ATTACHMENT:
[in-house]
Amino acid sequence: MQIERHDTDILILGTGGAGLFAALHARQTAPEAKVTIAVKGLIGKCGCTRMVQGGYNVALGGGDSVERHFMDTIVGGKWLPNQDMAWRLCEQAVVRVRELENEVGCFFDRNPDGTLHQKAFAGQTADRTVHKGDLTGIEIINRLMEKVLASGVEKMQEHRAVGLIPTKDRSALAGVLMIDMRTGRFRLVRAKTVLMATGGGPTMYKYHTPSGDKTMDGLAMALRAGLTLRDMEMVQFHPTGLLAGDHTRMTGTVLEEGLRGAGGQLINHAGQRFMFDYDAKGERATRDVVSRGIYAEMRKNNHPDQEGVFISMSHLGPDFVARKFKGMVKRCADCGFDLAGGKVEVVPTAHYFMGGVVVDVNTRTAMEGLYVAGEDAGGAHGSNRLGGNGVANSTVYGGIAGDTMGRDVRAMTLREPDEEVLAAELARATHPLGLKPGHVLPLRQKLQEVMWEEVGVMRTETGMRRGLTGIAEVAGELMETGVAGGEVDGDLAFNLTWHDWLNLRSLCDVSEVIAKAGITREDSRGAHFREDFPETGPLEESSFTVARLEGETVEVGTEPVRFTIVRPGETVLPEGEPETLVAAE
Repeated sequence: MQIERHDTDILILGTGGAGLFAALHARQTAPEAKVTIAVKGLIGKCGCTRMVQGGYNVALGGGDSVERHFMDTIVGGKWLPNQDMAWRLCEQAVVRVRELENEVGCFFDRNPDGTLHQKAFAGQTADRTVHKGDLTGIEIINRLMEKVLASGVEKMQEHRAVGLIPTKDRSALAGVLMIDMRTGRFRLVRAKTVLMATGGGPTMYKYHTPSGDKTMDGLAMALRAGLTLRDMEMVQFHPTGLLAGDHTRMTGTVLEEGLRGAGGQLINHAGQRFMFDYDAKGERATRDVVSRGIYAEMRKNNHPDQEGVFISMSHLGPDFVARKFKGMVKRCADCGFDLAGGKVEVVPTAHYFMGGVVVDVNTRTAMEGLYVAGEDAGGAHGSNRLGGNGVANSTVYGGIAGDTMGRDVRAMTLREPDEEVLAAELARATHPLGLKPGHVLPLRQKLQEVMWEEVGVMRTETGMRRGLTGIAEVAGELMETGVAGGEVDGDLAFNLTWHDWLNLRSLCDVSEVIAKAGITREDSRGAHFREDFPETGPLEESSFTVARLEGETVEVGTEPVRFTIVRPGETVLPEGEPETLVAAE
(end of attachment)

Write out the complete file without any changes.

[in-house]
Amino acid sequence: MQIERHDTDILILGTGGAGLFAALHARQTAPEAKVTIAVKGLIGKCGCTRMVQGGYNVALGGGDSVERHFMDTIVGGKWLPNQDMAWRLCEQAVVRVRELENEVGCFFDRNPDGTLHQKAFAGQTADRTVHKGDLTGIEIINRLMEKVLASGVEKMQEHRAVGLIPTKDRSALAGVLMIDMRTGRFRLVRAKTVLMATGGGPTMYKYHTPSGDKTMDGLAMALRAGLTLRDMEMVQFHPTGLLAGDHTRMTGTVLEEGLRGAGGQLINHAGQRFMFDYDAKGERATRDVVSRGIYAEMRKNNHPDQEGVFISMSHLGPDFVARKFKGMVKRCADCGFDLAGGKVEVVPTAHYFMGGVVVDVNTRTAMEGLYVAGEDAGGAHGSNRLGGNGVANSTVYGGIAGDTMGRDVRAMTLREPDEEVLAAELARATHPLGLKPGHVLPLRQKLQEVMWEEVGVMRTETGMRRGLTGIAEVAGELMETGVAGGEVDGDLAFNLTWHDWLNLRSLCDVSEVIAKAGITREDSRGAHFREDFPETGPLEESSFTVARLEGETVEVGTEPVRFTIVRPGETVLPEGEPETLVAAE
Repeated sequence: MQIERHDTDILILGTGGAGLFAALHARQTAPEAKVTIAVKGLIGKCGCTRMVQGGYNVALGGGDSVERHFMDTIVGGKWLPNQDMAWRLCEQAVVRVRELENEVGCFFDRNPDGTLHQKAFAGQTADRTVHKGDLTGIEIINRLMEKVLASGVEKMQEHRAVGLIPTKDRSALAGVLMIDMRTGRFRLVRAKTVLMATGGGPTMYKYHTPSGDKTMDGLAMALRAGLTLRDMEMVQFHPTGLLAGDHTRMTGTVLEEGLRGAGGQLINHAGQRFMFDYDAKGERATRDVVSRGIYAEMRKNNHPDQEGVFISMSHLGPDFVARKFKGMVKRCADCGFDLAGGKVEVVPTAHYFMGGVVVDVNTRTAMEGLYVAGEDAGGAHGSNRLGGNGVANSTVYGGIAGDTMGRDVRAMTLREPDEEVLAAELARATHPLGLKPGHVLPLRQKLQEVMWEEVGVMRTETGMRRGLTGIAEVAGELMETGVAGGEVDGDLAFNLTWHDWLNLRSLCDVSEVIAKAGITREDSRGAHFREDFPETGPLEESSFTVARLEGETVEVGTEPVRFTIVRPGETVLPEGEPETLVAAE